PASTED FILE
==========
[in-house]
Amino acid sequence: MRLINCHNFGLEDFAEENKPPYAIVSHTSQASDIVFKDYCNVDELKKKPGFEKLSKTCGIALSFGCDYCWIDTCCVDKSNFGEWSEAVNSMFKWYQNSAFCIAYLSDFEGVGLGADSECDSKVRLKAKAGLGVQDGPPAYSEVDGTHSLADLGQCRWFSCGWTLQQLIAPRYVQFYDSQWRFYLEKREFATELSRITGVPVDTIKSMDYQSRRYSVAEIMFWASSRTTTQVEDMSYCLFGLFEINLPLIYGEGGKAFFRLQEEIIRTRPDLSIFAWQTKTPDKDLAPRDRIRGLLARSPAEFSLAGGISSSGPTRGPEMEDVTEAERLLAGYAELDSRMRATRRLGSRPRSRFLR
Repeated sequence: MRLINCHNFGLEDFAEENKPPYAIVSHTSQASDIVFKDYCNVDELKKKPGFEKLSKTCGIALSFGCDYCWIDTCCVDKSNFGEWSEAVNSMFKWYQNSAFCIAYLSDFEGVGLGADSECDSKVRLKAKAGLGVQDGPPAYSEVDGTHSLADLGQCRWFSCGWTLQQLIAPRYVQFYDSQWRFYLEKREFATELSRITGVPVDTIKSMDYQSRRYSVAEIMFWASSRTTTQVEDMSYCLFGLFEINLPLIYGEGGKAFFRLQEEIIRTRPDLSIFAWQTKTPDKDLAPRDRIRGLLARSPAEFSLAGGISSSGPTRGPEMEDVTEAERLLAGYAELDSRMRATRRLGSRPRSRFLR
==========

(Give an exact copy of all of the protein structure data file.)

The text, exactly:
[in-house]
Amino acid sequence: MRLINCHNFGLEDFAEENKPPYAIVSHTSQASDIVFKDYCNVDELKKKPGFEKLSKTCGIALSFGCDYCWIDTCCVDKSNFGEWSEAVNSMFKWYQNSAFCIAYLSDFEGVGLGADSECDSKVRLKAKAGLGVQDGPPAYSEVDGTHSLADLGQCRWFSCGWTLQQLIAPRYVQFYDSQWRFYLEKREFATELSRITGVPVDTIKSMDYQSRRYSVAEIMFWASSRTTTQVEDMSYCLFGLFEINLPLIYGEGGKAFFRLQEEIIRTRPDLSIFAWQTKTPDKDLAPRDRIRGLLARSPAEFSLAGGISSSGPTRGPEMEDVTEAERLLAGYAELDSRMRATRRLGSRPRSRFLR
Repeated sequence: MRLINCHNFGLEDFAEENKPPYAIVSHTSQASDIVFKDYCNVDELKKKPGFEKLSKTCGIALSFGCDYCWIDTCCVDKSNFGEWSEAVNSMFKWYQNSAFCIAYLSDFEGVGLGADSECDSKVRLKAKAGLGVQDGPPAYSEVDGTHSLADLGQCRWFSCGWTLQQLIAPRYVQFYDSQWRFYLEKREFATELSRITGVPVDTIKSMDYQSRRYSVAEIMFWASSRTTTQVEDMSYCLFGLFEINLPLIYGEGGKAFFRLQEEIIRTRPDLSIFAWQTKTPDKDLAPRDRIRGLLARSPAEFSLAGGISSSGPTRGPEMEDVTEAERLLAGYAELDSRMRATRRLGSRPRSRFLR